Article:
Chronic Inflammation Treatments Canton GA

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Ronald A Van Tuyl
(770) 345-6600
215 Riverstone Dr
Canton, GA
Specialty
Allergy / Immunology

Data Provided by:
Sandra K Roberson
(770) 924-0096
290 Heritage Walk
Woodstock, GA
Specialty
Allergy / Immunology

Data Provided by:
John Alfred Zora, MD
(770) 995-1537
401 S Main St Ste B8
Alpharetta, GA
Specialties
Allergy & Immunology
Gender
Male
Education
Medical School: Pa State Univ Coll Of Med, Hershey Pa 17033
Graduation Year: 1979

Data Provided by:
Wilfred Qualls Cole III, MD
(770) 475-0807
401 S Main St Ste C1
Alpharetta, GA
Specialties
Allergy & Immunology
Gender
Male
Education
Medical School: Univ Of Ms Sch Of Med, Jackson Ms 39216
Graduation Year: 1979
Hospital
Hospital: Childrens Healthcare Of Atlant, Atlanta, Ga
Group Practice: Atlanta Allergy Clinic

Data Provided by:
Raphael Augustine Buckle
(770) 529-0460
3104 Creekside Village Dr Nw
Kennesaw, GA
Specialty
Allergy / Immunology

Data Provided by:
Mary Hamilton Anderson, MD
(770) 720-6963
210 Oakside Ln
Canton, GA
Specialties
Pediatrics, Pediatric Allergy
Gender
Female
Education
Medical School: Med Coll Of Ga Sch Of Med, Augusta Ga 30912
Graduation Year: 1986
Hospital
Hospital: Doctors Hosp, Augusta, Ga; St Joseph Hosp, Augusta, Ga; University Hosp, Augusta, Ga; Medical College Of Georgia Hos, Augusta, Ga
Group Practice: Allergy Partners

Data Provided by:
Wilfred Q Cole
(770) 475-0807
401 South Main St
Alpharetta, GA
Specialty
Allergy / Immunology

Data Provided by:
Wilfred Q Cole, MD
(601) 366-5665
401 S Main St Ste C1
Alpharetta, GA
Specialties
Pediatrics, Pediatric Allergy
Gender
Male
Education
Medical School: Univ Of Va Sch Of Med, Charlottesville Va 22908
Graduation Year: 1951

Data Provided by:
Alpharetta Integrative Medicine
(770) 667-3006
11810 Northfall Lane, Suite 1201
Alpharetta, GA
Services
Women's Health, Wellness Training, Weight Management, Substance Abuse, Stress Management, Qi Gong, Orthomolecular Medicine, Mind/Body Medicine, General Practice, Chelation Therapy, Bio-identical HRT, Arthritis, Allergy, Addiction, Acupuncture
Membership Organizations
American Holistic Medical Association

Data Provided by:
Robert Bennett Berkowitz, MD
(404) 342-5025
1155 Allgood Rd Ste 9
Marietta, GA
Specialties
Allergy & Immunology
Gender
Male
Education
Medical School: Georgetown Univ Sch Of Med, Washington Dc 20007
Graduation Year: 1978

Data Provided by:
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Fight Fire with Food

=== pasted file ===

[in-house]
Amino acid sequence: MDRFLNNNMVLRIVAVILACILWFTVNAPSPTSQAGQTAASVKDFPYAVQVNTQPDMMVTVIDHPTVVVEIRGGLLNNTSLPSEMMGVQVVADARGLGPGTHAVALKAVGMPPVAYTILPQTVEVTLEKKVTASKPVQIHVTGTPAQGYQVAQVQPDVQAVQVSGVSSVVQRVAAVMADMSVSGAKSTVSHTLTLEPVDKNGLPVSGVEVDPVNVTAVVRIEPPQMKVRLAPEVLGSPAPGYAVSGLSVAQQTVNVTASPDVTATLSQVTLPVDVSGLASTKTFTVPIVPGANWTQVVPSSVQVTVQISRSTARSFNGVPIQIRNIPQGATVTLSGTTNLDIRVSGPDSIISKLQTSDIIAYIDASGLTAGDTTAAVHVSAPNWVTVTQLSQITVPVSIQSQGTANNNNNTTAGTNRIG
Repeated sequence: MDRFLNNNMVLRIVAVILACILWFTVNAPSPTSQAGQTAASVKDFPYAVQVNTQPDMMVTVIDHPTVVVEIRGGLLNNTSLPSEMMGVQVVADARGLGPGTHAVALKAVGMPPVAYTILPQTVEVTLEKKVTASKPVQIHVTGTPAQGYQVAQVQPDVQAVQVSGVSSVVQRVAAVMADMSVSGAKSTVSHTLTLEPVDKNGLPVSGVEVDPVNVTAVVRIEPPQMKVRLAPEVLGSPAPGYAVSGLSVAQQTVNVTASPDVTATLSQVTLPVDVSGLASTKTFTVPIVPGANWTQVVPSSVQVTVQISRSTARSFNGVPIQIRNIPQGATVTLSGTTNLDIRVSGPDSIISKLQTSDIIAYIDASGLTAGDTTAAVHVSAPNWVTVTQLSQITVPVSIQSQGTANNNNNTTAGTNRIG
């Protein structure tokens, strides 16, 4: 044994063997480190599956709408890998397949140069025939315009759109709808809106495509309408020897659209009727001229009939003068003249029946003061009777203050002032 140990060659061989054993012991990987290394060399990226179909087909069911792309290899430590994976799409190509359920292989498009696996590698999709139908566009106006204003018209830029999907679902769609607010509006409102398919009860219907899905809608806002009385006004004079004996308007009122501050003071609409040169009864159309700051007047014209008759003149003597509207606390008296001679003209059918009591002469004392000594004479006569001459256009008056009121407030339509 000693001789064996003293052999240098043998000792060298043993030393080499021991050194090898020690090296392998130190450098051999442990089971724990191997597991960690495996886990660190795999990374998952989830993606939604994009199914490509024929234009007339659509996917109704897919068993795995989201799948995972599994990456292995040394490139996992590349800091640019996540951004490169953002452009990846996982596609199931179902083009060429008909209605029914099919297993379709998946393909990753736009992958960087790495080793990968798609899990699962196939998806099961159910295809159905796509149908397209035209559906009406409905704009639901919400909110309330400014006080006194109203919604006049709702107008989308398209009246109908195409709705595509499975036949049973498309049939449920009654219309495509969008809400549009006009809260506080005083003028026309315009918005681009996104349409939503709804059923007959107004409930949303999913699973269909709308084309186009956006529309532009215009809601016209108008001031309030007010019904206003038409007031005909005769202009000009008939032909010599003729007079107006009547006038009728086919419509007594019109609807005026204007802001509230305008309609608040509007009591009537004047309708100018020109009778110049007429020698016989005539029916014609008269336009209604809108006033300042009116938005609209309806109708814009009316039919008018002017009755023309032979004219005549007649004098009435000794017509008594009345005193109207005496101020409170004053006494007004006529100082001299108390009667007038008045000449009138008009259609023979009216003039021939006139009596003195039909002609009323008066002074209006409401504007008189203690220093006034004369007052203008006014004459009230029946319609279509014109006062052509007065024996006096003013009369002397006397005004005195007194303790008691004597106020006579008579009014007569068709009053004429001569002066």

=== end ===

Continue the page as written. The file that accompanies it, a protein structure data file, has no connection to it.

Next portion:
Fight Fire with Food

Chronic inflammation causes no outward symptoms such as swelling or pain.
Instead, it creates an insidious slow burn that can set the stage for heart disease and
other health disasters. The good news is that watching what you eat and adopting
an anti-inflammatory supplementation program may help cool this hidden flame—
before it seriously singes your well-being.

by Lisa James

November 2008

When Shauna first showed up at her practitioner’s office, she was in sorry shape: 55 pounds overweight, exhausted, depressed. Her troubles had begun six years earlier, when she starting taking artificial hormones to fight menopausal hot flashes and wound up on blood pressure medication to deal with the hormone’s side effects.

Her practitioner ordered blood tests and was shocked by the results for an inflammation marker called C-reactive protein (CRP). Anything over 3.0 milligrams per deciliter (mg/dL) would be considered high—and Shauna’s level was 22.0. Meta­bolically, Shauna was on fire.

Two years later, Shauna’s blood pressure is normal and her CRP is 1.8 mg/dL. She’s managed to lose those 55 extra pounds. What’s more, “she looks ten years younger,” says Mark Hyman, MD, Shauna’s practitioner and the author of UltraMetabolism: The Simple Plan for Automatic Weight Loss (Atria Books). “The importance of finding the source of, and treating, inflammation cannot be overstated.”

Finding inflammation may not be easy, since low levels may produce no symptoms. Or, as in Shauna’s case, a person may feel miserable—and never suspect inflammation as a possible culprit.

Internal Arsonists
Turn an ankle and your immune system creates pain, heat and swelling to keep you from moving it. This reaction, called acute inflammation, shuts itself off after the crisis passes. The problem starts when the immune system is always irritated, like someone swatting repeatedly at a persistent mosqu­ito. This results in a similar reaction that causes low-level chronic inflammation, which affects the entire body.

One cause of chronic inflammation can be found in what’s called toxic overload. “We’re so bombarded with toxins from an early age—heavy metals, pesticides, herbicides,” says Jessica Black, ND, co-founder of A Family Healing Center in Portland, Oregon and author of The Anti-Inflammation Diet and Recipe Book (Hunter House). “It sets off an imbalance in the immune system.”

Inflammation and Arthritis

While low-level inflammation often creates no symptoms, the same cannot be said of osteoarthritis (OA), which is present in just about everyone over age 60. Joint inflammation causes cartilage damage that in turn may lead to pain and stiffness, especially in the morning—think of the “morning shuffle” that can make getting out of bed an adventure. The damage accumulates as time goes on, which can result in diminished range of motion, swelling and even deformity.

Adopting an anti-inflammatory diet is the first ...

Click here to read the rest of this article from Energy Times

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